The defense of Utah and Mormon artists and educators offered by J. H. Paul in 1931 may have seemed slightly overblown when he talked of poetry (see last week’s post), but as he explores other fields of art and education in the excerpt below, he seems all the more desperate and less informed about the arts in all these fields. He seems to know something of Utah artists and educators, but little of those in the rest of the world, while claiming that the Utah natives are on par with them.
Today those of us who are at least somewhat invested in Mormon Literature might be excused if we are defensive when Mormon Literature is attacked as not worthy of attention. I know that I, personally, would say something like “well, its not all that bad” or “I don’t think you’ve read enough of the better works of Mormon Literature to judge…” It turns out, we’re in good company.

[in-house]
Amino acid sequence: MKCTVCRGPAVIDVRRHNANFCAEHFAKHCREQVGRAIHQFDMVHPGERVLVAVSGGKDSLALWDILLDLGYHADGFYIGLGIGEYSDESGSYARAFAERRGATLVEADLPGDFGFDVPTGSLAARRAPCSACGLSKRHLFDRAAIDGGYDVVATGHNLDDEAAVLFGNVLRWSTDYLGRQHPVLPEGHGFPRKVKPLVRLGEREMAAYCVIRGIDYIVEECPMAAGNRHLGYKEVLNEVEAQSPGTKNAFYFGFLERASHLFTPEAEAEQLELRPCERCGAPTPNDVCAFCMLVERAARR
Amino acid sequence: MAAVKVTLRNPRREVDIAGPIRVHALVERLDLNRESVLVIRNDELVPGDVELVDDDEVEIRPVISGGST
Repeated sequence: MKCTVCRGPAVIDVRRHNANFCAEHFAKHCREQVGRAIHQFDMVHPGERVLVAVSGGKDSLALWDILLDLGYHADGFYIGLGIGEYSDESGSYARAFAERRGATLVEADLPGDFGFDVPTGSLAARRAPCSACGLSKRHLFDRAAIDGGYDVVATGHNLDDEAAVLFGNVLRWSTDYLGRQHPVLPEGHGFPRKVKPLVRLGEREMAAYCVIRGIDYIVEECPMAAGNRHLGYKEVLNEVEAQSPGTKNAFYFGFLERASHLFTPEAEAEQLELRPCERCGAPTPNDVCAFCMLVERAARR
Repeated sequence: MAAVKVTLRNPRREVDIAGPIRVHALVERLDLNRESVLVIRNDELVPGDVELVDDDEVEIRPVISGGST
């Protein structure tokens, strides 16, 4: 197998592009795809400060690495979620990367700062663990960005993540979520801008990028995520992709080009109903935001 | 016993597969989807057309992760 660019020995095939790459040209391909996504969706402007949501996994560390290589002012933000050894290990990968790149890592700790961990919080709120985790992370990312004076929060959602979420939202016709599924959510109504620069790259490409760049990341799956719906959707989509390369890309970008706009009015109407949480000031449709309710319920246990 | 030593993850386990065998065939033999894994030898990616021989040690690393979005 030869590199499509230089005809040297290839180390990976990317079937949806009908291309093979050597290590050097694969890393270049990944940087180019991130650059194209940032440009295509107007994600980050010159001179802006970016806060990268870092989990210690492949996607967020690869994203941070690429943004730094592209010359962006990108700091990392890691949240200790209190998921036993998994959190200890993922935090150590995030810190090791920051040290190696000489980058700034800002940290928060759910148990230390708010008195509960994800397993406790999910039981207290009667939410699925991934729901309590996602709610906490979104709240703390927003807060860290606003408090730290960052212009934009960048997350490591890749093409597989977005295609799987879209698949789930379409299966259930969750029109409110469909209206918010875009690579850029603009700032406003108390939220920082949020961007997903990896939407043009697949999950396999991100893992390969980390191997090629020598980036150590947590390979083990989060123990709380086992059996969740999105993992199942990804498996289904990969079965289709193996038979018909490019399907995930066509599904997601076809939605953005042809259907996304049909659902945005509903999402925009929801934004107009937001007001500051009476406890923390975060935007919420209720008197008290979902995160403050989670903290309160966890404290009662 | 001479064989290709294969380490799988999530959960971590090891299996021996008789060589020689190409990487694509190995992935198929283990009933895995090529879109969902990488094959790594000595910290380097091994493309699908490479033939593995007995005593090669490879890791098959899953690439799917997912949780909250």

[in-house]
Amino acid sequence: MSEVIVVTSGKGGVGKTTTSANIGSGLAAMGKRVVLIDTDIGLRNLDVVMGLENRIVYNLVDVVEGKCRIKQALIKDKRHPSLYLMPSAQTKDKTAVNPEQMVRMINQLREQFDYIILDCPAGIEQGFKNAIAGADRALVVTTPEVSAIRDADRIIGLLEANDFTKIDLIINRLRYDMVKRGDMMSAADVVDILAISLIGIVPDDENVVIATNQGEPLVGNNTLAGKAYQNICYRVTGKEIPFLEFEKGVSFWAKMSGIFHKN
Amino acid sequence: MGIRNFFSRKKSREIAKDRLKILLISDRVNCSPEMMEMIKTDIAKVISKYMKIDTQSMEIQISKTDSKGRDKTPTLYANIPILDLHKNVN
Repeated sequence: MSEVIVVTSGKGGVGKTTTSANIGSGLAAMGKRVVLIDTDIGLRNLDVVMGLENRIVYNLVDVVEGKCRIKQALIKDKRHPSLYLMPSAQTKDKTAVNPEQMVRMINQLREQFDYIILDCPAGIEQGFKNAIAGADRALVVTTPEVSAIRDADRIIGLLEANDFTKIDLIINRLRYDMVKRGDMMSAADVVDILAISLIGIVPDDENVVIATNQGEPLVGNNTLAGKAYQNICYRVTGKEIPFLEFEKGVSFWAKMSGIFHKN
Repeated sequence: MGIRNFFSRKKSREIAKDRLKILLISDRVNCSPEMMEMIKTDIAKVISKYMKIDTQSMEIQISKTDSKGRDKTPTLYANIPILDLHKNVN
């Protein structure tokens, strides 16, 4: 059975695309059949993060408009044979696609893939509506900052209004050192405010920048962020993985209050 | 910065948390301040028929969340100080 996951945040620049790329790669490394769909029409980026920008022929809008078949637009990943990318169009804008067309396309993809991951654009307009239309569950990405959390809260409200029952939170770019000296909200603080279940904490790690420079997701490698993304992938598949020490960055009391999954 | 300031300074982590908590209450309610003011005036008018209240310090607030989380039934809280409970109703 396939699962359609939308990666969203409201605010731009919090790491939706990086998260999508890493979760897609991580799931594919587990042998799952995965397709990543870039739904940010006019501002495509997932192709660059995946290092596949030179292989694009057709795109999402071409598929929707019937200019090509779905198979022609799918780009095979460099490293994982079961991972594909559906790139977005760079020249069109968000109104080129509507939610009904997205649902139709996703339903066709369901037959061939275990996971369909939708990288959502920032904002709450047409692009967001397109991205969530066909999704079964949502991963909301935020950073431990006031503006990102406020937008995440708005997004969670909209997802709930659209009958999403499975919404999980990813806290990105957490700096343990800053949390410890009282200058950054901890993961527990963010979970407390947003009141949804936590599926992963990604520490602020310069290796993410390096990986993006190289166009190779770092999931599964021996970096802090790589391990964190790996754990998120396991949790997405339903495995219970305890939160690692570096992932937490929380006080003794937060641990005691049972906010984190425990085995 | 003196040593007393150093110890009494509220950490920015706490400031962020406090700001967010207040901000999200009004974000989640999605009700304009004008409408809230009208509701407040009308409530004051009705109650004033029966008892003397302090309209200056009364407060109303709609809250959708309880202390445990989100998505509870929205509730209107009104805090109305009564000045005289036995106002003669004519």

Sometime before the following excerpt was written, Utah was attacked for its failure to produce worthy artists, and not just from any readers. Both H. L. Mencken and Bernard DeVoto, the latter a Utah native whose mother was Mormon, criticized the state, saying that it is a land devoid of literature, music, art–not having produced even “a critic, or educator, or editor, or publicist.”